Although 2013 is just getting started, the Mount Kisco Drug and Alcohol Abuse Prevention Council has hit the ground running with an ambitious plan to use a large federal grant for combatting substance use among youth.
The council, with Mount Kisco as its fiscal agent, was one of only dozens of recipients to receive a Drug Free Communities Support Program (DFC) grant. Dr. Nan Miller, who is a coordinator for the group, said the council was approved for $125,000 last fall.
The grant can be renewed annually for up to five years, with an additional $125,000 each year. It can then be followed up with another comprehensive application, which can lead to an another five years. The DFC program has funded more than 1,600 community coalitions, according to the White House's Office of National Drug Control Policy.
In exchange for the funding, the council must show that it has met goals and to provide volunteer hours that can be counted as an in-kind match of the funding. The council will have an online time sheet program to help with its volunteer records keeping and received a demonstration at its meeting from its developer, Bob Kearney, who has also helped the SPCA.
The council got crucial backing from the Village Board of Trustees on Monday when it voted to green light having the group that helped in getting the grant, the Student Assistance Services Corporation, provide support in using it.
“We were mentored by them," Miller said.
Youth substance abuse is a significant problem, Miller explained at the council's meeting on Wednesday at Village Hall. She said they are addressing substance usage, along with prevention work, to combat it. As examples of substances to deal with, she cited alcohol, marijuana and prescription drugs.
The goal is to bring about cultural change, Miller explained, citing how tobacco smoking has become less socially acceptable over the year.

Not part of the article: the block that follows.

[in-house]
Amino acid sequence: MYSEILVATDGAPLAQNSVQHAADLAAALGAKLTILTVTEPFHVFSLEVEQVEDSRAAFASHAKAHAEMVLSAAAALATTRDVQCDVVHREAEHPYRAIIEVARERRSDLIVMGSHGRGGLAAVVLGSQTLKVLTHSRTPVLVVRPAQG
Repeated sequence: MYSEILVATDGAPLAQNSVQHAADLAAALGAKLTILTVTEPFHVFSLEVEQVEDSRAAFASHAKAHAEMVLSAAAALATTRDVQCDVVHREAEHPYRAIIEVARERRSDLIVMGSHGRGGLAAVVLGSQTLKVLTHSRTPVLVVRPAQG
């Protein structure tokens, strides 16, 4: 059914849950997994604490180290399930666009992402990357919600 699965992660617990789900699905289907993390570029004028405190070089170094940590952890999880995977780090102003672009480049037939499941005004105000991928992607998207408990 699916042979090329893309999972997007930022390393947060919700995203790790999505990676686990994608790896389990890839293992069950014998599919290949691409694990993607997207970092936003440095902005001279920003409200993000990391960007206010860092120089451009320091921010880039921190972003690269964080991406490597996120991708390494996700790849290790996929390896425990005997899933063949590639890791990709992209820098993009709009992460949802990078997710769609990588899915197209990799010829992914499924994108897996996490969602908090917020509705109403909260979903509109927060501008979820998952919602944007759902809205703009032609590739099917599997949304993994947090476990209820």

“This is to change the environment,” she said.
Miller said that the causes of substance abuse range from positive attitudes from young people and parents about usage, a perception of substance use for fun and easy access. An example of the later problem, Miller explained, is "shoulder tapping," which a person who is not old enough to drink will get someone who is to purchase alcohol for them, even though it is illegal to do so.
With the grant money available, the council plans to build a broad coalition of people with different backgrounds and is forming special committees to tackle organization in topics such as outreach, by-laws and assessment.
A committee geared towards youth and including them is also part of the strategy. While the grant is just for Mount Kisco, students from throughout Fox Lane High School in general can be on it, council Chairman Mel Berger explained. Among those on it is Lauren Beeson, a student assistance counselor at Fox Lane.
The funds will help with a series of outreach initiatives, which include surveys of youth and parents, media campaigns, focus groups and parental education. Existing programs, such as education about serving drinks responsibly and a prescription drugs take-back day, were also discussed.
The council, which has programs ranging from a shelter partnership for the homeless to court-ordered drug treatment, is also being honored this year by the Mount Kisco Chamber of Commerce, Berger said. A reception will be held in May and Berger wants to use the occasion as a chance to show what the council has to offer to the public.